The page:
Rhinegold

Sarah Lambie

Review: ‘Class’ by Iseult Golden and David Jordan – Bush Theatre

8:14, 11th May 2019

There was an audible groan in the audience when Will O’Connell as teacher Mr McCafferty said ‘The thing is, I think these classes are a good thing. And I think they are helping. But I made a mistake because I didn’t fill out all the forms that I should have to keep students back after class. So we have to stop.’ 

Class, Iseult Golden and David Jordan’s new play about a parent-teacher meeting that gets horribly out of hand, is an interesting, at times funny, at others uncomfortable look at our interactions with the education system. The separated parents of a nine year old boy are called in to meet his teacher and talk about test results which indicate possible dyslexia. Their reactions to the suggestion of a consultation with an educational psychologist are those of a pair of adults whose own learning difficulties at school were the source of deep insecurities. It’s as much about adult male mental health as it is about the line a teacher must sometimes tread between safeguarding and interference.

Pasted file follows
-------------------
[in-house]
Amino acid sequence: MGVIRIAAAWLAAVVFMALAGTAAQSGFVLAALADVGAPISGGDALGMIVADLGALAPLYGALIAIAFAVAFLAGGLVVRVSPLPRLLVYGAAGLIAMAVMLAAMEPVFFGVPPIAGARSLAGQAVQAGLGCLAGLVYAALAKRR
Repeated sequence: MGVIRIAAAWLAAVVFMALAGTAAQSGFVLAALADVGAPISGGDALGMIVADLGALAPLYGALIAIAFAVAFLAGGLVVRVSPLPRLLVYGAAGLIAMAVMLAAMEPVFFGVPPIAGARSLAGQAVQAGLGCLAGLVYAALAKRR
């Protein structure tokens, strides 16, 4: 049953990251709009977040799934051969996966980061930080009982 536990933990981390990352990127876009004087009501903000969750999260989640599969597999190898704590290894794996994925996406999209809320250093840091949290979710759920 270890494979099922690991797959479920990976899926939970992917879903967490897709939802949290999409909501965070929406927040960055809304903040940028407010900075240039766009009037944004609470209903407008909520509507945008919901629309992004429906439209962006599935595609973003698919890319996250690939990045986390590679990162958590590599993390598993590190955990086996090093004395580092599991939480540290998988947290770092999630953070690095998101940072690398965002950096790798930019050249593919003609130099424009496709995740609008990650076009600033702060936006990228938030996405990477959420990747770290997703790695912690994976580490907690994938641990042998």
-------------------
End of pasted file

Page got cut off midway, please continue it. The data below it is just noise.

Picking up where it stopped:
The play alternates between scenes in which Stephen Jones and Sarah Morris play Brian and Donna, the parents of nine year-old Jayden, and scenes which depict the homework club Mr McCafferty instigates to help Jayden and another student, Kaylie, with their reading. Jones and Morris shift from adult to nine year old in moments, and both performances are really touching: it’s a lovely depiction of the trust that can arise between teacher and student, particularly when life is complicated for the child at home. There are equally touching moments in the scenes where they play adults and the play’s structure is a clever conceit which allows the audience to contemplate the thread between childhood emotions and the childlike behaviour displayed by adults, particularly in moments of vulnerability. 

My only reservation with the play is its length: while it doesn’t struggle to hold the audience’s attention for an hour and 35 minutes straight through, it does at several points lead one to wonder, when tensions are running high, or extremely personal conversations are being had in front of a total stranger, why any of the three adults remain in the room for as long as they do. There are a number of instances when one or the other of the characters asks whether they shouldn’t perhaps finish this another time, and it wasn’t an objection that was ever quite satisfactorily answered.

Class continues at the Bush Theatre, Shepherd’s Bush, until 1 June, with a post-show Q&A on 16 May. For more information and to book tickets go to https://www.bushtheatre.co.uk/event/class/

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